Johnson loses working majority ahead of Commons Brexit showdown
Boris Johnson's working majority in the Commons has been wiped out just hours before a crunch vote on Brexit.
The Prime Minister is desperately trying to fight off a Tory revolt over measures aimed at blocking him from taking the UK out of the European Union without a Brexit deal on October 31.
But his task became even more difficult after former minister Phillip Lee dramatically defected to the Liberal Democrats, crossing the floor of the Commons as Mr Johnson delivered a statement to MPs.
The Prime Minister has signalled he will try to call a snap general election if he is defeated by the cross-party alliance's bid to take control of the Commons agenda and pass legislation which would prevent a no-deal Brexit on October 31.
The move would require the Prime Minister to seek a delay to Brexit until January 31, 2020 if no agreement has been reached and MPs have not approved a no-deal withdrawal.
Commons Speaker John Bercow gave the green light for the cross-party alliance to launch their bid on Tuesday to seize control of the House's business the following day.
Mr Johnson told MPs the legislation aimed at blocking a no-deal Brexit would "force me to go to Brussels and beg an extension" and "destroy any chance" of negotiating an agreement.
Labour leader Jeremy Corbyn said Mr Johnson was leading a Government with "no mandate, no morals and, as of today, no majority".
In a sign of the bitter divisions within the Conservative ranks, former chancellor Philip Hammond accused Downing Street of "rank hypocrisy" and warned of the "fight of a lifetime" if officials attempt to prevent him from standing at the next general election as a Conservative candidate.
Mr Johnson told rebel MPs on Tuesday that a delay to Brexit would be an "extinction-level event", a Government spokesman said.
"I think this Prime Minister has been clear, and in fact I heard him say it in the meeting with the rebels today, that an extension for politicians of all sorts is an extinction-level event. It would undermine democracy and faith in democracy."
Dominic Grieve, who served as attorney general in David Cameron's government, said threats to withdraw the whip from any Tories voting against the Government demonstrated Mr Johnson's "ruthlessness" in power.
Ex-Cabinet minister Justine Greening said she would not stand as a Tory candidate at the next election, telling the PA news agency that a no-deal Brexit was "the most profoundly un-Conservative policy you could possibly have".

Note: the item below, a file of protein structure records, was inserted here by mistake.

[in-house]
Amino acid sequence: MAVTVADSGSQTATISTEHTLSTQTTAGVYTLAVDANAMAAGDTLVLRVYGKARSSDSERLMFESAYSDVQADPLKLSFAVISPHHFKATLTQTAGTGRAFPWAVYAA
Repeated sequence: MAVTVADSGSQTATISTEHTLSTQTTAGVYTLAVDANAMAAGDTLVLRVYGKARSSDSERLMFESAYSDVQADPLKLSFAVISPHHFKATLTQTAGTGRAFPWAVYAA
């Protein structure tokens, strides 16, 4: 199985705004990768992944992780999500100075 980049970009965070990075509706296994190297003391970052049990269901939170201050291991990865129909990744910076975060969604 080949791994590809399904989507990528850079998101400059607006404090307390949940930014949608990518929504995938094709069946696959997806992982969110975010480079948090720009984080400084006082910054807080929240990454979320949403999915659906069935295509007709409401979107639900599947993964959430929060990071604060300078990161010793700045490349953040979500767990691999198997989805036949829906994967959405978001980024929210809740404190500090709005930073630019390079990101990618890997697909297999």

Ms Greening, Mr Hammond and Mr Grieve all confirmed they would join opposition MPs in voting for legislation designed to delay Britain's exit from the EU if no agreement can be struck with the European Union before October 31.
Former Foreign Office minister Alistair Burt, one of the rebel Tory sponsors of the cross-party legislation, also said he would not fight the next election due to a "fundamental, and unresolvable disagreement with our party leadership" over Brexit.
Dr Lee's defection wiped out the Tory-DUP majority in the Commons.
He said: "This Conservative Government is aggressively pursuing a damaging Brexit in unprincipled ways."
Mr Johnson sought to scare off a rebellion by indicating he would push for a snap general election if MPs succeed in their bid to seize control of parliamentary proceedings and confirming plans to strip rebels of the whip, preventing them from standing for the party.
Mr Hammond, who was reselected as Tory candidate for Runnymede & Weybridge on Monday night, told BBC Radio 4's Today programme: "A lot of my colleagues have come under immense pressure. Some have responded to that by saying 'enough, I'm going'. That is not going to be my approach. This is my party. I have been a member of this party for 45 years."
The Prime Minister held a last-ditch meeting with potential rebels including former cabinet ministers Mr Hammond, David Gauke and Greg Clark on Tuesday morning.
A source close to the group said Mr Johnson "gave an unconvincing explanation" of how a deal could get through in the time allowed and he could not provide a "reasonable answer" on why the Government had not yet provided the EU with alternatives to the Irish backstop.
Meanwhile, Mr Corbyn gathered Westminster opposition leaders for talks in his parliamentary office to discuss tactics.
One of the key issues is whether Labour would back Mr Johnson's call for an early election, pencilled in for October 14.
"We want a general election, as do all the other parties," Mr Corbyn said, but he added that "the priority is to prevent a no-deal exit from the EU" on October 31.
Under the Fixed-term Parliaments Act a two-thirds majority is required for an early election and critics have claimed Mr Johnson could seek to simply delay the date of the poll until after Brexit.
But Downing Street insisted that was wrong and there was no discretion over timing once Parliament has been dissolved.
The Prime Minister's official spokesman confirmed that if there was to be an election it would be held before the European Council summit of EU leaders on October 17.
He said: "The Prime Minister does not want to hold an election. If, by destroying his negotiating position, MPs force an election, then that would take place before the October European Council."
The spokesman warned that the rebel legislation was a "blueprint for legislative purgatory" which would cost around £1 billion a month for an extension to the Brexit process that was "very clearly in Brussels' interests, not in the British interest".
Mr Johnson could take the unenviable title of shortest-serving British prime minister should he lose a snap election next month, falling short of George Canning's 119-day stint in 1827.